Thousands of UK homeowners could benefit from lower mortgage payments after the Financial Conduct Authority (FCA) said it wants to change the rules around affordability tests.

The term ‘mortgage prisoners’ was coined for around 140,000 homeowners unable to switch mortgage deals to take advantage of lower interest rates in the last decade. Stricter affordability tests were introduced following the financial crash of 2008, trapping 120,000 borrowers currently with unregulated mortgage owners who are not UK Finance, BSA or IMLA members and not authorised to offer new mortgage deals.

The FCA’s proposal follows several months after some 10,000 homeowners still in expensive deals, but with lenders still operating in the market, were contacted about finding new, improved mortgages that would be available to them.

Tests to be more flexible

A further 20,000 with inactive lenders were also affected, but now the FCA has written to MPs to lay out planned changes. In a letter to the Treasury Committee, FCA chief executive Andrew Bailey discusses a consultation paper and says the new affordability test will change from being absolute to relative, in order to assess whether the new mortgage costs are more affordable than the current ones.

“Our focus will be on those customers who are seeking to move to a cheaper mortgage and are not borrowing more to ensure that a new mortgage is more affordable for these customers,” he says.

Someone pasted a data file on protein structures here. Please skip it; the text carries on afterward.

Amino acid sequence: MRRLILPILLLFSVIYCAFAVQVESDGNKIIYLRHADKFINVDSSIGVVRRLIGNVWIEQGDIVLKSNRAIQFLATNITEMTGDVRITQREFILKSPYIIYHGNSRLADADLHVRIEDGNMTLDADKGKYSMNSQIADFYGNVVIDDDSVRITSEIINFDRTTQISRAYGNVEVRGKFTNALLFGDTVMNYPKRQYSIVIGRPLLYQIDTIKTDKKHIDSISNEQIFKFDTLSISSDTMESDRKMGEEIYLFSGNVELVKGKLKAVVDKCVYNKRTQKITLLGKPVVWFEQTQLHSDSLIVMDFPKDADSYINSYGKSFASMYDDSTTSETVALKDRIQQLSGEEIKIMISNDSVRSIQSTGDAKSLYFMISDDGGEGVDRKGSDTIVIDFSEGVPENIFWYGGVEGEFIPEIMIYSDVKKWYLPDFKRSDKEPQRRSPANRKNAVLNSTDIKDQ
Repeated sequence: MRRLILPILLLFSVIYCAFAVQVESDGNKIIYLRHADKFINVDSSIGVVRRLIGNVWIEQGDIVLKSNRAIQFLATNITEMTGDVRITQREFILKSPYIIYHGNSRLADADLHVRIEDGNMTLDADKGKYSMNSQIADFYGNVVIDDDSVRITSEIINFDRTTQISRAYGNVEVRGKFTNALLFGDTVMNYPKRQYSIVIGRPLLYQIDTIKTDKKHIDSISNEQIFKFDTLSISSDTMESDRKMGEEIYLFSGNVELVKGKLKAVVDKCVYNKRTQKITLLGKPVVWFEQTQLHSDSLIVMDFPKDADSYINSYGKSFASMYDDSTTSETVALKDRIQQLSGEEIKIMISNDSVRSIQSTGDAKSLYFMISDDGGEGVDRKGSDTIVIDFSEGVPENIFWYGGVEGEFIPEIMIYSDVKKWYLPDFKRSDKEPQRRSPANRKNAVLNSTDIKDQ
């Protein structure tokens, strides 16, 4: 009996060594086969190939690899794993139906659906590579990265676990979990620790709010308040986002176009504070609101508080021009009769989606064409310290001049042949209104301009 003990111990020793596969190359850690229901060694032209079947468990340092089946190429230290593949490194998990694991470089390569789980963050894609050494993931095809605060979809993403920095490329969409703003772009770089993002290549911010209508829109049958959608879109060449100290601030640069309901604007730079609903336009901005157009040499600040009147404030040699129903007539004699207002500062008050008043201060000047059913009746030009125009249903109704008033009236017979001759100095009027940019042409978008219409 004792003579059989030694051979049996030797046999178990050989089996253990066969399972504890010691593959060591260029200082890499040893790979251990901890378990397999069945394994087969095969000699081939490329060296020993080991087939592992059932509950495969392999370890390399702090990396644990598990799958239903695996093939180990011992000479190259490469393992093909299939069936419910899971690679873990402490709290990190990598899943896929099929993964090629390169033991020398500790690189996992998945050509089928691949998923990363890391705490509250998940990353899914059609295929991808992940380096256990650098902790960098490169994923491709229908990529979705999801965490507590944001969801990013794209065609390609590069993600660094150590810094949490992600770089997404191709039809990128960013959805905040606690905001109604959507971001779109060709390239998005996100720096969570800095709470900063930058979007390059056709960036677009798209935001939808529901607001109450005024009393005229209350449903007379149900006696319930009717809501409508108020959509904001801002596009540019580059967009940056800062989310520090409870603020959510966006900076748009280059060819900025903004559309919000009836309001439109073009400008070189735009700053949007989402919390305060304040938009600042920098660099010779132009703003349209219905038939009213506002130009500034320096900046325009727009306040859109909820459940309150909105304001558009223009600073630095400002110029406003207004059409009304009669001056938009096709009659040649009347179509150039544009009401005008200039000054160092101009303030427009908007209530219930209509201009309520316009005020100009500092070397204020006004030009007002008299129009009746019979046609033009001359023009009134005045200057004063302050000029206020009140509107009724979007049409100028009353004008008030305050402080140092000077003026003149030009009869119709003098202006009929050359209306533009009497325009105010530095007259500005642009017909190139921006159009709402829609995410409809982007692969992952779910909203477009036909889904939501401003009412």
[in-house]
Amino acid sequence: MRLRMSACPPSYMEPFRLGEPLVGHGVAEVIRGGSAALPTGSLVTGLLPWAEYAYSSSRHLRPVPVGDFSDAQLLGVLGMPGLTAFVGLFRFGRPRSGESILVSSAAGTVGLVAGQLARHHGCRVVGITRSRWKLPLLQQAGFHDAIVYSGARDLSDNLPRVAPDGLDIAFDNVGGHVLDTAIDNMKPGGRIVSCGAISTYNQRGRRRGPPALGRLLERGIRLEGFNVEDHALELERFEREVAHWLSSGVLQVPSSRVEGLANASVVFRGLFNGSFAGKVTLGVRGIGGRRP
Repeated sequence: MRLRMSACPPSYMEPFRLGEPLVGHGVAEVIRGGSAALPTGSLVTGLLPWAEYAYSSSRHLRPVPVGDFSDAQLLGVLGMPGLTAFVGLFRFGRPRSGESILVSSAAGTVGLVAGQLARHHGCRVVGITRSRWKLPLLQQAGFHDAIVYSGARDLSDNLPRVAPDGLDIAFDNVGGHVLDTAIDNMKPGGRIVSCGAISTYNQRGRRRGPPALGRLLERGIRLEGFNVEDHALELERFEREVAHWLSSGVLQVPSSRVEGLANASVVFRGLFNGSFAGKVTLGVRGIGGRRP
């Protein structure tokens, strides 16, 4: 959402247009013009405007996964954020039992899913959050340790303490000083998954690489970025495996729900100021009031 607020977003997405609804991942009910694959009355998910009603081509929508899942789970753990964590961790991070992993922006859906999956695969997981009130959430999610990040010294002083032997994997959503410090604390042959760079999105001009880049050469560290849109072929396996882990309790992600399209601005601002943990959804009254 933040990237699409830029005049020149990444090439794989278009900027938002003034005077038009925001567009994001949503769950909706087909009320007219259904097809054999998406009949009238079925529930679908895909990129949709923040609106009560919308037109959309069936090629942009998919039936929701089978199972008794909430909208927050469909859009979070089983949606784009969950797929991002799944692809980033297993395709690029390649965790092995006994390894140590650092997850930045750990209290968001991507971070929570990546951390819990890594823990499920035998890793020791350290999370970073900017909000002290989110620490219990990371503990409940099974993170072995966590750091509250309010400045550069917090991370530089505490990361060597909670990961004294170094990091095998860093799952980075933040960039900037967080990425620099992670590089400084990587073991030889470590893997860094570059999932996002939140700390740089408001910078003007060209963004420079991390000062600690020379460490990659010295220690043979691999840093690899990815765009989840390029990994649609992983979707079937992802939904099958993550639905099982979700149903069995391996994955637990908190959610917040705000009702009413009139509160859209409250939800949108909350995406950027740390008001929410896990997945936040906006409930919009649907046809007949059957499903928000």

Nicky Morgan MP, chair of the Treasury Committee, said: “The regulator must now act swiftly to help these 140,000 mortgage prisoners and not use this consultation to kick the issue into the long grass.”

‘End of a ludicrous situation’

The move was hailed as “a welcome and sensible one” by Martin Lewis, founder of MoneySavingExpert.com.

“For over four years we’ve been saying that it’s ludicrous that people are failing affordability tests because they’re absurdly told they cannot afford a cheaper deal than the one they’re already on.”

The FCA’s letter was also welcomed by UK Finance director of Mortgages Jackie Bennett, who said, “It is a positive step that the FCA has set out the action it will take to help those customers stuck on reversion rates who are with inactive or unregulated lenders.

“We will continue to work constructively with our broad range of members and the FCA to help ensure those customers who want a like-for-like mortgage can switch lenders more easily.”